Brothers question disciplinary action
TWO brothers who attended a provincial youth camp aimed at promoting nation-building and social cohesion have come out in support of a top Bhisho official who allegedly defied orders that whites not be allowed to attend.
Jesse and Joshua van Rensburg yesterday said if the allegations were true that social development youth head Masiza Mazizi was ordered by MEC Nancy Sihlwayi to exclude whites then she should be charged instead.
Social Development head of department Stanley Khanyile yesterday confirmed Mazizi would appear before a disciplinary hearing for allegedly leaking internal, sensitive and confidential information to the media.
He said Sihlwayi denied ever issuing instructions that white youth be excluded from the camp.
“The MEC (Sihlwayi) told me there was never an instruction that white people not be allowed to attend,” said Khanyile.
“We have reason to believe he (Mazizi) disclosed information to the media and he will either dispute or deny it at the hearing.”
All Mazizi would say yesterday when approached for comment by the Daily Dispatch was that he had received the charges from the department late last year and that he had appointed lawyers to represent him in the hearing.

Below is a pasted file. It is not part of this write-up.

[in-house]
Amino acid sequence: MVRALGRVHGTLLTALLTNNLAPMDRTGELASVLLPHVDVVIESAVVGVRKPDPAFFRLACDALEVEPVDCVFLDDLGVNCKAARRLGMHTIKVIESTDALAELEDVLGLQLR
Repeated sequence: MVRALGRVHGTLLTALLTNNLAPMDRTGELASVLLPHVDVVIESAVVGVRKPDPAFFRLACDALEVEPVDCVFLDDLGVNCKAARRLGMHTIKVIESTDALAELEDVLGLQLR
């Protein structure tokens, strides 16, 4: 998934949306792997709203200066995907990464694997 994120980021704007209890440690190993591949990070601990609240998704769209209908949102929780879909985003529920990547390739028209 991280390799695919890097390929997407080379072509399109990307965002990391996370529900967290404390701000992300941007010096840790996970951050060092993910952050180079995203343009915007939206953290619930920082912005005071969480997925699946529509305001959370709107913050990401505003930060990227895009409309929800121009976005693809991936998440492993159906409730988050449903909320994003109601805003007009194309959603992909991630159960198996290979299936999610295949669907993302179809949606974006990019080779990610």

He declined to comment further.
According to Jesse, 16, and Joshua van Rensburg, 18, they were part of a group of six white youths who were asked days before if they wanted to attend the camp.
Josh said the camp met its aims of nation-building and social cohesion and that he walked away from the experience the better for it.
“I came out with a better understanding of the struggles the black youth face,” he explained.
Josh, however, admitted he felt hurt and disappointed when he heard afterward that instructions had allegedly been given to exclude whites.
The brothers, who are home-schooled on a farm near Port Alfred and dream of becoming professional cricketers, said they both made several good friends with whom they were still in contact.
Jesse said he would not hesitate to do the camp again and that he had learned a lot about Xhosa and African culture.
Their father, Jaco, said it was unfair that Mazizi was being hauled over the coals despite claims that Sihlwayi ordered no whites attend.
He said Sihlwayi should be under disciplinary investigation if the allegations to exclude whites was true.
Despite her denials, Sihlwayi in a statement to the Daily Dispatch last year following the matter said: “It is common knowledge that government is short of funds to achieve our objectives and improve lives of our people, therefore it is my duty to ensure that taxpayers’ money spent on these camps is correctly targeted and utilised to empower disadvantaged black youth.”
DA provincial chairwoman and MPL Veliswa Mvenya last year wrote to Bhisho legislature speaker Noxolo Kiviet asking her to refer the MEC to the institution’s ethics committee for alleged “racism and human rights violations”.
Mvenya also handed over a letter of complaint to South African Human Rights Commission (SAHRC) asking it to investigate Sihlwayi’s conduct.
The Dispatch was yesterday unable to ascertain the progress of the investigation at the time of writing. — DAVID MACGREGOR, Senior Reporter — firstname.lastname@example.org